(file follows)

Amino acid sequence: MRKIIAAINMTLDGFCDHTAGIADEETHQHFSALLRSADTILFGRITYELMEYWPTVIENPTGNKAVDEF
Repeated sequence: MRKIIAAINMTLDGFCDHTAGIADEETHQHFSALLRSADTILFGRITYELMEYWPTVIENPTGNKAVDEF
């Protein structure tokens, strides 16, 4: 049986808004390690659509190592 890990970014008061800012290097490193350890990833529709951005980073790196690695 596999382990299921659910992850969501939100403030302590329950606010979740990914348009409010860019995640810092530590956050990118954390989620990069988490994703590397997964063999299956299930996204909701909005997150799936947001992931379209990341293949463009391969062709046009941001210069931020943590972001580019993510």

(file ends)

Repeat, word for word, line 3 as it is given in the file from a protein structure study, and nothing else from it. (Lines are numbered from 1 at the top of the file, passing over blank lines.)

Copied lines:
């Protein structure tokens, strides 16, 4: 049986808004390690659509190592 890990970014008061800012290097490193350890990833529709951005980073790196690695 596999382990299921659910992850969501939100403030302590329950606010979740990914348009409010860019995640810092530590956050990118954390989620990069988490994703590397997964063999299956299930996204909701909005997150799936947001992931379209990341293949463009391969062709046009941001210069931020943590972001580019993510």